Monday, September 06, 2004

Animal Rights Extremists Meet in England

In camp with the animal rights zealots
By Oliver Poole
(Filed: 06/09/2004)

As smoke curled up from evening campfires in front of scruffy tents, a middle-aged woman was offering cups of herbal tea. The sound of an acoustic guitar drifted across the field and softly-spoken young people were chatting about their favourite acts at the recent Glastonbury Festival.
"Isn't it lovely here?" one camper said. "There's so much love being generated."
A few yards away, a group gathered round a fallen tree for a workshop led by an instructor in a ragged black T-shirt.
They might, from afar, have been learning a form of oriental exercise but, when the instructor could be heard, there was nothing gentle or meditative about his message: "If you feel threatened you must deliver short punches in key areas. Forget the shoulders and legs, aim for the eyes, nose, neck and kidneys.
"Start with the eyes and deliver short jabs, or you can perform an eye gouge."
His audience gave a ripple of polite applause, then leaned towards him for the next lesson, billed as "Basic Self-Defence - learn how to protect yourself from animal abusers".
This tranquil-looking camp among the apple orchards of Kent was organised not for love and peace but as a training centre for 350 animal rights activists who had travelled from as far away as America to a small animal sanctuary near the village of East Peckham.
The International Animal Rights Conference 2004 was the event from which David Blunkett, the Home Secretary, had banned Dr Jerry Vlasak - the American campaigner alleged to have said there was "moral justification" in using violence and even murder against researchers who use animals.
Despite the undertone of violence - the weekend had been labelled an "animal rights terrorist training camp" - those present seemed doggedly, overwhelmingly middle-class. Genial, polite, concerned to be seen doing the right thing and sipping constantly at the lashings of tea always on offer.
Vivaldi was playing in the battered blue Fiat that picked up a group of attendees, including me, at Tonbridge station to drive to the gathering's secret location.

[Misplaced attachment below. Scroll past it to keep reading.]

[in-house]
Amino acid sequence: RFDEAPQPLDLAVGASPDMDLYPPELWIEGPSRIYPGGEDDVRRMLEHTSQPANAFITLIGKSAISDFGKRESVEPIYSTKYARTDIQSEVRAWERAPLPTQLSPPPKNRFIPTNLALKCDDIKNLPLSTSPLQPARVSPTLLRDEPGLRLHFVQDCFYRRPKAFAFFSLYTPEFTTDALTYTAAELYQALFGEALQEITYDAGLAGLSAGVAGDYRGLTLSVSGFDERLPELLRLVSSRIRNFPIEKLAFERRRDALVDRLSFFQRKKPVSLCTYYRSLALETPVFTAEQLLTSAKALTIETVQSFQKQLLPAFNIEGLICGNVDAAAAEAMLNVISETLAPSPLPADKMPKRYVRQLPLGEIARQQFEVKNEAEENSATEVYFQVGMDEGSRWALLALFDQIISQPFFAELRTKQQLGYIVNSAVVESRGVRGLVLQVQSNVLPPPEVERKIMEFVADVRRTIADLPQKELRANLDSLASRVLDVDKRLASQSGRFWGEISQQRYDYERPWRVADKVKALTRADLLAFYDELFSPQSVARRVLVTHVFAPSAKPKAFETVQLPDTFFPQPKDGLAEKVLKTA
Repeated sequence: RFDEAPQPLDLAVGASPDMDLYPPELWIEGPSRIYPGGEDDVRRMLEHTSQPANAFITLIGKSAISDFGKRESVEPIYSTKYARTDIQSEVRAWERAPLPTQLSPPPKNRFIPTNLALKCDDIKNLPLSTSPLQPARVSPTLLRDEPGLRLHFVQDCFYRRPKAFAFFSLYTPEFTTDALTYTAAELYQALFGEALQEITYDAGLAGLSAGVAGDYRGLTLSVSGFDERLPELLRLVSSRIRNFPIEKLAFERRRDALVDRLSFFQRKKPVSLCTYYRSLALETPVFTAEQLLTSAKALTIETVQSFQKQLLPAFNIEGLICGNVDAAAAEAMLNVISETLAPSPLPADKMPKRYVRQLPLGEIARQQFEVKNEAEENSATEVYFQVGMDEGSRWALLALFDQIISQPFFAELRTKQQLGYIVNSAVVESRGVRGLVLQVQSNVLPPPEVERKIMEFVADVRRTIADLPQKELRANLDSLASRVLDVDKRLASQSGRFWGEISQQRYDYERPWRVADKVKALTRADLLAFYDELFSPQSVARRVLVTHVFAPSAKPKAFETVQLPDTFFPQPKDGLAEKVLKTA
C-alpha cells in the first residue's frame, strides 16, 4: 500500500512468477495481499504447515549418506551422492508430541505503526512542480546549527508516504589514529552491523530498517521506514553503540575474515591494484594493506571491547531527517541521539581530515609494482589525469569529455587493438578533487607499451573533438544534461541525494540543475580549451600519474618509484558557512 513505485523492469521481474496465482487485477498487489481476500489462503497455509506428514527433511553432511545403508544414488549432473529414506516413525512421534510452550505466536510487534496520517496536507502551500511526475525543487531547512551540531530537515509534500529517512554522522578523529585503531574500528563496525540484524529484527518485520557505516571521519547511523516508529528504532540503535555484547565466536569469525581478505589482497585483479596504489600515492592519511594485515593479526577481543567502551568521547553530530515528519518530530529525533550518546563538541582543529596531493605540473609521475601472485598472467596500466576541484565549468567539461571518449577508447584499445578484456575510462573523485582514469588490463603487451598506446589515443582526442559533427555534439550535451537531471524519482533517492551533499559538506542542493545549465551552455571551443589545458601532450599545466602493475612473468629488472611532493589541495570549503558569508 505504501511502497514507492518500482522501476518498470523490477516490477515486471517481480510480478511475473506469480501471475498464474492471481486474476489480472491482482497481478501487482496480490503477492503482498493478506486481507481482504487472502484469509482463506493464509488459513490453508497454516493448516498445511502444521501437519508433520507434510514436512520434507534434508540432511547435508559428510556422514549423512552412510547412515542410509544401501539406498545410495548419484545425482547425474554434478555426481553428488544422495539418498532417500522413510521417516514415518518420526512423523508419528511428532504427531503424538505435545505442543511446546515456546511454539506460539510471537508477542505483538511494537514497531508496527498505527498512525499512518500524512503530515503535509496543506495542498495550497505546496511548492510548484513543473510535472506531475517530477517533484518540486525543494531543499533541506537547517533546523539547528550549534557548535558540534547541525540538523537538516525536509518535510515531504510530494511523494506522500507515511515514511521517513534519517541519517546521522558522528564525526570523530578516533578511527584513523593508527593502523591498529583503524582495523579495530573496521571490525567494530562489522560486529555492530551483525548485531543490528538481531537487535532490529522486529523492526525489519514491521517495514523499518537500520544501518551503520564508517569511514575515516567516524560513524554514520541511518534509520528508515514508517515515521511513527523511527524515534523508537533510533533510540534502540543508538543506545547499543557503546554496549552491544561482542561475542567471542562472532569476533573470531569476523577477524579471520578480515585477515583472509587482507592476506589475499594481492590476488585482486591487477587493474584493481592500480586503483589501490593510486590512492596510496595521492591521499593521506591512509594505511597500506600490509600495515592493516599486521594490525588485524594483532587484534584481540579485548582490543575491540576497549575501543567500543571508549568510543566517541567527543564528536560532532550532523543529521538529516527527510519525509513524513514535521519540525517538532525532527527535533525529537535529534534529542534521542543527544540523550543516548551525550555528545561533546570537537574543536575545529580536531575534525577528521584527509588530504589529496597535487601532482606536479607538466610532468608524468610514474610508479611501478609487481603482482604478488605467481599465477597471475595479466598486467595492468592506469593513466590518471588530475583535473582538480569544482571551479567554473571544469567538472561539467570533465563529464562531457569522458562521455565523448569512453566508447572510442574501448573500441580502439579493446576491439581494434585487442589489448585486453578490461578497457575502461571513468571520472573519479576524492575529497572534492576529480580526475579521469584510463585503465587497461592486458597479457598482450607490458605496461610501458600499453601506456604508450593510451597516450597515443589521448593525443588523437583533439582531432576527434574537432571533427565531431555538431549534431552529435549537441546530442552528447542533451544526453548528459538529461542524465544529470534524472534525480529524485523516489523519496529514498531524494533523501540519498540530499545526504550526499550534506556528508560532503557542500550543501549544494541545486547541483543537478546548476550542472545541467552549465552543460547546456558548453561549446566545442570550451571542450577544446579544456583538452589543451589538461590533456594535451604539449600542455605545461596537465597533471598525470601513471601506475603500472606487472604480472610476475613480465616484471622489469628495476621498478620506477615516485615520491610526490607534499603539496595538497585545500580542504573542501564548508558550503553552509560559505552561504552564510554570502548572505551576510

Special mediators had been appointed, we were told, to try to defuse any particularly virulent political or ethical discussions.
Then there was the subject matter of the two dozen workshops and meetings, intended to enable those present to "prepare and make mistakes in a safe environment".
The workshops included lessons on "working undercover" and "climbing, roping and tripods". There were seminars on using surveillance cameras, tips for dealing with the police after an arrest - and then a yoga class with Tai Chi.
Among those present were a few dreadlocked crusties, a smattering of terrifying goths from Germany and a vast majority of mainly female, well-educated 20-somethings. Everyone was deeply paranoid about the presence of undercover police and (worryingly) journalists.
I heard of no secret plans to firebomb laboratories or beat up scientists, though I kept clear of the most intimidating characters who prowled the area, their passage followed by admiring glances from most of those present.
Yet the stated desire of everyone was to prove their love of animals by actively attacking those people and institutions judged "cruel".
There seemed to be a competitive ambition to be arrested, and those who had been wore their martyrdom with pride.
Sitting on the grass amid the tents, a girl chatted with her friend Andrew about ways to stop the Government's cull of badgers. They were discussing tips passed down from one of the older activists: don't use computers or telephones, avoid high-tech gadgets, never use your own vehicle, don't trust old friends, get fit to escape policemen.
The conversation then turned to which bands they had most enjoyed at Glastonbury.
I wondered if they ever felt guilty that the actions of animal rights protesters often made their targets' lives a misery. "What can you do?" she answered. "The animals are suffering and how can any of us do nothing to help them."
But what made them so certain that their targets deserved their mistreatment? The girl looked at me, a trace of suspicion in her eyes at such a strange question. "Because they're evil," she said.